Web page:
Officer defends acts on a deadly night 'A good cop' in trouble: Baltimore Police Sgt. Stephen R. Pagotto shot a man with his service handgun in February. Now he's gone from soldier in the war on illegal guns to manslaughter suspect.

April 08, 1996|By Kate Shatzkin | Kate Shatzkin,SUN STAFF

On the night of Feb. 7, Baltimore police Sgt. Stephen R. Pagotto's job was to concentrate on one thing: getting guns off the street.

But the most dangerous gun of the evening ended up being his own. Sergeant Pagotto, 39, had killed a man with his service handgun -- a man who was driving away. And he'd gone from soldier in the war against guns to criminal suspect.

At his Baltimore County home, under indictment for manslaughter and suspended without pay, Sergeant Pagotto has had plenty of time to ponder that night. So has the family of Preston E. Barnes, the 22-year-old Northeast Baltimore man who died in his aunt's white Subaru.

Sergeant Pagotto, speaking publicly for the first time about the incident, says he did nothing wrong.

"I feel for the family," he said. "I'm a parent, too. I'm not a bad person. And I'm a good cop."

Sylvia Smith still wakes each day at her home in Northeast Baltimore expecting to see her son "Pressie" on the stairs or in the kitchen.

And she waits for the time when Sergeant Pagotto will answer her many questions about what caused his fatal encounter with her son.

"I'm still trying to figure out why," she said. "I'd like to see this man face to face and have him tell me why he killed my child."

For the moment, Ms. Smith will have to keep waiting. On the advice of his lawyer, Sergeant Pagotto has declined to discuss how he came to shoot Preston Barnes, though he has provided a statement to prosecutors that has not been made public.

He is scheduled to be arraigned May 13.

Unlike the last two Baltimore officers prosecuted for shooting suspects, Sergeant Pagotto was a veteran officer, with 15 years on the Baltimore force. He'd been a detective, he'd been promoted to supervisor, and he'd been chosen to be among the first district officers to help carry out Commissioner Thomas C. Frazier's highest priority of the year: taking guns out of criminal hands.

His service record was clear. He received a commendation in 1985 for saving a 2-month-old infant who was drowning in a bathtub.

"My impression of him is he's a good hard-working sergeant," said Maj. Bert Shirey, commander of the Northeastern District, where Sergeant Pagotto was working when the shooting occurred.

Sergeant Pagotto said he designed his whole life around the idea that one day he would be a cop. He started in the Western District in 1980, making $13,000 a year. He went on to assignments in the Northeastern, Eastern and Central Districts, and spent six months in homicide, the unit now investigating him. Along the way he suffered personal tragedy, losing his wife, Rosean, to cancer six years ago, and waging a battle with the city over whether his health insurance covered the experimental drug therapy she needed.

"I've been shot at, cut, had guns put down my throat," the sergeant said. "I put everything into this job. I like to think I'm damned good at it."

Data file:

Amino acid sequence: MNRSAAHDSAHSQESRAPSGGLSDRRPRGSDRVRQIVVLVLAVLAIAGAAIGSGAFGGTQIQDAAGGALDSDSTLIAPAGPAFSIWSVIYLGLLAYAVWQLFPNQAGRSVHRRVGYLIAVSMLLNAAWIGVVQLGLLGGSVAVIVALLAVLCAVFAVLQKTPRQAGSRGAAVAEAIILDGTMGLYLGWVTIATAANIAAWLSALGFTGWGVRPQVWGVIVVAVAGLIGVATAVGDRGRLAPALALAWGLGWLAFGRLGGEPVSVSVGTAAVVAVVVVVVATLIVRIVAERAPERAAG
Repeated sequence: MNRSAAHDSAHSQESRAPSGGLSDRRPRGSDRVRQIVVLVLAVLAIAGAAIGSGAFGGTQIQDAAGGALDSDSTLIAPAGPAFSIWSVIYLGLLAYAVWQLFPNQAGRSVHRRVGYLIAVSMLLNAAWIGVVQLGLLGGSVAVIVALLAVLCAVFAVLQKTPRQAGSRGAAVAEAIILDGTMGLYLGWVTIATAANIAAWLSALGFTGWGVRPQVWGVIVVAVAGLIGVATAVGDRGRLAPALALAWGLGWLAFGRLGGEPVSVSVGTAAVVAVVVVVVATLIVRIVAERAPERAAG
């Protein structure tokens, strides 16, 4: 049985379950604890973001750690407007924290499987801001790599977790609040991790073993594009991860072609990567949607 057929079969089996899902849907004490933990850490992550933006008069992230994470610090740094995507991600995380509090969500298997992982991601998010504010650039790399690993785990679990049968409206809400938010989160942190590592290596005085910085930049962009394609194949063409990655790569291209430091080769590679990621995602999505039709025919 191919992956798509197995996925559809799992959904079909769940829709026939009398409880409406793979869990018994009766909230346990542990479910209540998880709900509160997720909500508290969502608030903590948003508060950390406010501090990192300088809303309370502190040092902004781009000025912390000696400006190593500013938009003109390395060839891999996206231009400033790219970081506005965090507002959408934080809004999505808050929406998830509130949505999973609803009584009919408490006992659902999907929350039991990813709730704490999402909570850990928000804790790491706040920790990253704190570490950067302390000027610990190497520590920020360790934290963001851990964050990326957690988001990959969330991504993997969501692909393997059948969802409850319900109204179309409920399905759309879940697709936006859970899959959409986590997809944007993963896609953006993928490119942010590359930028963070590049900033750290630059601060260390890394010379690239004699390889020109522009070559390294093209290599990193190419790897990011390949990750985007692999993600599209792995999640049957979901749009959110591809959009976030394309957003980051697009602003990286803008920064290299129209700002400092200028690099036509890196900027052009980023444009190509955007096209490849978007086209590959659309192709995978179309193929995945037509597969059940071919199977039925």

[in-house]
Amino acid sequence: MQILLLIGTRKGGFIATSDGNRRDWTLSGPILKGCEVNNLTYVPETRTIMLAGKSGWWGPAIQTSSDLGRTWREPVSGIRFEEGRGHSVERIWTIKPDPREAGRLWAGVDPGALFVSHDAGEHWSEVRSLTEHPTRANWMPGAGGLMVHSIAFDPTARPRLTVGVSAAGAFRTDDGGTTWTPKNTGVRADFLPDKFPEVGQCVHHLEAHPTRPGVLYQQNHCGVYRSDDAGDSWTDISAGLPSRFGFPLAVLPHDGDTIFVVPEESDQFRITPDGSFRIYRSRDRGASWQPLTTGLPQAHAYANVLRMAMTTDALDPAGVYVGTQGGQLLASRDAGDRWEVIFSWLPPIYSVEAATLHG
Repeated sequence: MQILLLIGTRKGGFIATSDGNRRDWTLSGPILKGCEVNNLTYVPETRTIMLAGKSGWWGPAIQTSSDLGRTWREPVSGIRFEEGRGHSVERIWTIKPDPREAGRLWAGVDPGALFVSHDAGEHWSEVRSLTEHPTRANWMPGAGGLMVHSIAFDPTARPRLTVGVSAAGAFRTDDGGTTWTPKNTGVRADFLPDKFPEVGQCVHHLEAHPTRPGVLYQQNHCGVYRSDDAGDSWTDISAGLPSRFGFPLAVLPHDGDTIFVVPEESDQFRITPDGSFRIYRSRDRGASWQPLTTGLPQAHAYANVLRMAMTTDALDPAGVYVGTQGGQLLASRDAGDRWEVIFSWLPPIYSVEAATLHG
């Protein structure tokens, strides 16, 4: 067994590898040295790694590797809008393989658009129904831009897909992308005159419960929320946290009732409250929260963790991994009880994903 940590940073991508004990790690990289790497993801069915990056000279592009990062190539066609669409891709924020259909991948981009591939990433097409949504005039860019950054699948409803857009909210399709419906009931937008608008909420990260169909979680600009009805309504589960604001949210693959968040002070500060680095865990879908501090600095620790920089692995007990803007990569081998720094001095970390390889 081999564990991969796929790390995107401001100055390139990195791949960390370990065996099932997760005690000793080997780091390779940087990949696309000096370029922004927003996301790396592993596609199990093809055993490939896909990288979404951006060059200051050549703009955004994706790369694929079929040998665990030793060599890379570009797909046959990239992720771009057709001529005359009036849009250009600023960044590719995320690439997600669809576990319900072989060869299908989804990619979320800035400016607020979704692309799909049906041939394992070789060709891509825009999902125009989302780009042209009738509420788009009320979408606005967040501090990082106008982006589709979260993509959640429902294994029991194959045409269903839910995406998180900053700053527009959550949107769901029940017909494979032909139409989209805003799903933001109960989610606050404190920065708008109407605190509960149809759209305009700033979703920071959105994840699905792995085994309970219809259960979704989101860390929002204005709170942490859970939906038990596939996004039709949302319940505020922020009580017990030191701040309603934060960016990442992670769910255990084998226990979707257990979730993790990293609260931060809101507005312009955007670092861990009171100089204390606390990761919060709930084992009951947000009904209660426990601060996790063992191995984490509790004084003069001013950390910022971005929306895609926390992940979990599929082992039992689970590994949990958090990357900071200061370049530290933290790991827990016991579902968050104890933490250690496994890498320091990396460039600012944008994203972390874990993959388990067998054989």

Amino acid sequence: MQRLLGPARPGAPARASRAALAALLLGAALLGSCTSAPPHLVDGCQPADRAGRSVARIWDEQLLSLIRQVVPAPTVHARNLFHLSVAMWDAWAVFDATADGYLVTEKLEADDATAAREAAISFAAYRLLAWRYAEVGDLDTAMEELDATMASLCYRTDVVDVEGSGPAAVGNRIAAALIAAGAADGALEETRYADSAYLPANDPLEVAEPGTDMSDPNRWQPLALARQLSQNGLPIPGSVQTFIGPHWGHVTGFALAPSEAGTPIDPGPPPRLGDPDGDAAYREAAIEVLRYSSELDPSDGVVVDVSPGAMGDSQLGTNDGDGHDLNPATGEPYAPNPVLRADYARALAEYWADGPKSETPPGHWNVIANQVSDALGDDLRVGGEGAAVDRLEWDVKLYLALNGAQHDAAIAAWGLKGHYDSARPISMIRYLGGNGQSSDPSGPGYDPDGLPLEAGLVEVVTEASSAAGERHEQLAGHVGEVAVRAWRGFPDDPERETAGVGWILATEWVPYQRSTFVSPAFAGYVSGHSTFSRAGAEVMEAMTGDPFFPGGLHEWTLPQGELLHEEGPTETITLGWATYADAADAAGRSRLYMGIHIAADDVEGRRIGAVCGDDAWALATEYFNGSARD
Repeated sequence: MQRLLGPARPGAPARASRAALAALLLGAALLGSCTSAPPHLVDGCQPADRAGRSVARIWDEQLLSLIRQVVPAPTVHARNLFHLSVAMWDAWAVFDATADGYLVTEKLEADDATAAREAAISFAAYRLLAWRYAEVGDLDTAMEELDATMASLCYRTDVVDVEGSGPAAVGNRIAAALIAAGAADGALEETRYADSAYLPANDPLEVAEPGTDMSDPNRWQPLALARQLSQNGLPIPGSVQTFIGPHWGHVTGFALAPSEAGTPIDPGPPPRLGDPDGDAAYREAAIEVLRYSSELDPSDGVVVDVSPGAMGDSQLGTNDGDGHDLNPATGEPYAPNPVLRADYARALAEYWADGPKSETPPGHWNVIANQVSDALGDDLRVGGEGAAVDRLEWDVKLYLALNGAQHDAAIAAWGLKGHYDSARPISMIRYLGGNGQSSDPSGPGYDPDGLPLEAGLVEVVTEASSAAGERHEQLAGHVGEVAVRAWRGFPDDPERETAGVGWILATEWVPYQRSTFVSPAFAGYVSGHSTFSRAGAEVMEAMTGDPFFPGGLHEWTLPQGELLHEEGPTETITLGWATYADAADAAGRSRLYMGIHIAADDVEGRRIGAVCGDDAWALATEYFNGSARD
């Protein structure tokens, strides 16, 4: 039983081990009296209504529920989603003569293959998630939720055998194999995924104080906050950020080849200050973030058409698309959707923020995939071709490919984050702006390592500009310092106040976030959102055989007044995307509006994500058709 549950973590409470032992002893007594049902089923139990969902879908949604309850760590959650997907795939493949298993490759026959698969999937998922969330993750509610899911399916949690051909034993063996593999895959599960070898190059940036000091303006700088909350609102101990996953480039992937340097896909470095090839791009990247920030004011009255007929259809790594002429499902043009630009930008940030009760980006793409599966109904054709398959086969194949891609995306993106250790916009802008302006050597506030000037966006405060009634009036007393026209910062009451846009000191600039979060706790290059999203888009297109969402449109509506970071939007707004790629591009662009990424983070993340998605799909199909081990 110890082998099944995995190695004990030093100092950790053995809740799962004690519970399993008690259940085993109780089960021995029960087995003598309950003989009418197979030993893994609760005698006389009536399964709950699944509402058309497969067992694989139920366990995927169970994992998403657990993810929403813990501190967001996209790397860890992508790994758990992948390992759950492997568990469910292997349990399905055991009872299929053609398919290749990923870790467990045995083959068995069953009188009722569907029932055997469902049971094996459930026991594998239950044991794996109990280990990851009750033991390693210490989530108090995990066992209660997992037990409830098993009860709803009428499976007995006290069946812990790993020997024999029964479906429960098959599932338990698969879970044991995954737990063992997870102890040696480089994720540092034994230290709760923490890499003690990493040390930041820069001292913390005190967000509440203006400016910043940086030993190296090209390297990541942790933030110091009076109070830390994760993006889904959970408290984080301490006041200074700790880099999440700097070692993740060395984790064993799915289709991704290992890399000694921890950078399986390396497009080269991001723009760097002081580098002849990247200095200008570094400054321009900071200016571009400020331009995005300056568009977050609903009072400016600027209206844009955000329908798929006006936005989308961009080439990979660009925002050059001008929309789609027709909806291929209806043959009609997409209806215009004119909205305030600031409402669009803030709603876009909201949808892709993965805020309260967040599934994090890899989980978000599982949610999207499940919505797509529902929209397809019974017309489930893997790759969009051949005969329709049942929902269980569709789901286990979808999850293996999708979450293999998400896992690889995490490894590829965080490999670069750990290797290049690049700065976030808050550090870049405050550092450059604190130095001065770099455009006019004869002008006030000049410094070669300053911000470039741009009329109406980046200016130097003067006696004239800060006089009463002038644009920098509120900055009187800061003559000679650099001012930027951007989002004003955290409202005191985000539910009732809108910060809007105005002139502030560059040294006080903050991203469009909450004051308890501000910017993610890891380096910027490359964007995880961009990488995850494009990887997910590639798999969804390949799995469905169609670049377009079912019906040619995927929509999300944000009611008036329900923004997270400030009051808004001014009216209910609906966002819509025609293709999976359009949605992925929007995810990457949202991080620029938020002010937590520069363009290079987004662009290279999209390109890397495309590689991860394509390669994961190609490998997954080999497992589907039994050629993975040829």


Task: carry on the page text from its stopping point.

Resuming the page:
Six days before the shooting, he stopped a 15-year-old boy because it was midmorning and the boy wasn't in school. The boy pulled a .38-caliber revolver, according to a police report, and aimed it at the sergeant. Sergeant Pagotto drew his gun and told the boy to drop his weapon. The youth complied.

The sergeant was to work on the gun detail for two weeks. In the first four days, he said, the squad logged five felony drug arrests and took three handguns off the street. Part of the job was to look for suspicious cars, on the theory that with stolen cars often come drugs and guns.

Sergeant Pagotto and another officer pulled over Mr. Barnes' car in the 2600 block of Kirk Ave. because it did not appear to have a back tag.

According to a passenger in the car, the sergeant approached with his gun drawn, saying: "Turn the car off before I shoot."

Mr. Barnes was on his way to the movies that night, his mother said. He was on five years' probation, court records show, stemming from a February 1995 conviction for possession of drugs with the intent to distribute. He also had a prior handgun conviction.

"Pressie was trying to do the right thing," Ms. Smith said. He was also fearful of going back to prison. "Whenever Pressie saw the police, he was, like, paranoid."

The car began rolling forward, with Sergeant Pagotto running alongside. A single shot from his gun shattered the rear side window and hit Mr. Barnes in the left armpit. Ms. Smith was told her son's last words were: "Ah, man."

Some of the things that troubled the Police Department most about the shooting occurred immediately afterward. Sergeant Pagotto's backup officer called in the shooting without mentioning that an officer was involved. The sergeant left the scene to go to the homicide unit to give a statement, but by the time he arrived a lawyer had advised him not to do so because he was too "shaken up."

Henry L. Belsky, Sergeant Pagotto's lawyer, said that after the shooting, the officer was trying to help Mr. Barnes and simply shouted to his colleague: "Call it in."

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